The Wall Street Journal offers "Immigration Non-Harvest" (PDF), which is designed to promote the AgJOBS amnesty. The tale is not to be taken seriously and is presented here only because it's so funny:
...This spring, labor shortages forced Michigan growers to leave asparagus rotting in the fields, while farmers in North Carolina lost nearly a third of their cucumber crop last year. They're growing fewer cukes this summer... Growers who can't find enough workers to pick cantaloupe and eggplant are already substituting row crops such as wheat, corn or soybeans that are more highly mechanized. The irony is that specialty crops are also the fastest-growing segment of agribusiness and the least subsidized by taxpayers. So the farm labor shortage could push growers toward government-subsidized crops that distort the world trading system...
Because, as we all know, illegal labor is completely free to the rest of us and isn't subsidized in any way.
...But a more heavily fortified southern border and government immigration raids have busted up this efficient North American labor market...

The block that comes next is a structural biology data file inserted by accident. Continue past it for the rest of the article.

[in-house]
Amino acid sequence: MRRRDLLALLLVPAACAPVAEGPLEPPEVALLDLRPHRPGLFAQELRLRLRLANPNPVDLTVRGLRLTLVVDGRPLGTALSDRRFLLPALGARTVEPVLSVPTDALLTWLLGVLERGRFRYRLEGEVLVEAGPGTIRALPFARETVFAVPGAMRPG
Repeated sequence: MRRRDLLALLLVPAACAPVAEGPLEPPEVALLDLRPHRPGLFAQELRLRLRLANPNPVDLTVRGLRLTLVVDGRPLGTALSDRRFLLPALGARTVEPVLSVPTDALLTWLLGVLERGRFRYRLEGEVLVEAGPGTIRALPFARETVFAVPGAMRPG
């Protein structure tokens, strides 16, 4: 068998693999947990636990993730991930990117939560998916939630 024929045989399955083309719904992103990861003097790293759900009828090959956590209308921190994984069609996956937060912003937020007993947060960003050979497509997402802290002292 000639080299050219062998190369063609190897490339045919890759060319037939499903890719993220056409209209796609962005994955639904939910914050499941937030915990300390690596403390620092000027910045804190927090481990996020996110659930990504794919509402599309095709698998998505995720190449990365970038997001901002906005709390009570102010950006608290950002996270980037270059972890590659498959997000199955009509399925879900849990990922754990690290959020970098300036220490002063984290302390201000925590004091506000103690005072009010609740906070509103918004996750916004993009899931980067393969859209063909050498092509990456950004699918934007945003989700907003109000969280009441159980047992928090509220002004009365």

I would hope that most non-hack economists wouldn't consider a market that relies on massive political corruption to be a real market at all.
The resulting labor shortage is leading some employers to desperate measures. In upstate New York, dairy farmers have formed informal networks, so that when one farm is raided and loses workers, surrounding farms spare some of their own labor to help minimize the economic damage.
*cough* conspiracy charges *cough*
According to Tim Chelling of the Western Growers Association, whose 3,000 members in California and Arizona generate half of the nation's fresh produce, "there's a quiet exodus going on already, tens of thousands of acres and millions of dollars in economic activity."
Can he be trusted? Even if he's telling the truth should we really care? Could the exodus be a bit louder so we could show up to say good-bye to them?
If the U.S. can't import foreign workers to help harvest American farm products, the U.S. will have to import more foreign farm products harvested by foreign workers. Either that, or Americans will pay a lot more for fruits and vegetables as their supply shrinks. Blame Mr. Dobbs and Tom Tancredo the next time you're appalled by prices at the grocery.
I'm sure many of the readers of the WSJ have someone else do the shopping for them, and in any case no one who's serious thinks that restricting illegal labor would raise prices by any great amount. And, while there are certainly risks involved in importing food from other countries, perhaps moving production to where the cheap labor is rather than the other way around is the more natural and better way to do things.
Immigration2007a · Fri, 07/20/2007 - 11:12 · Importance: 4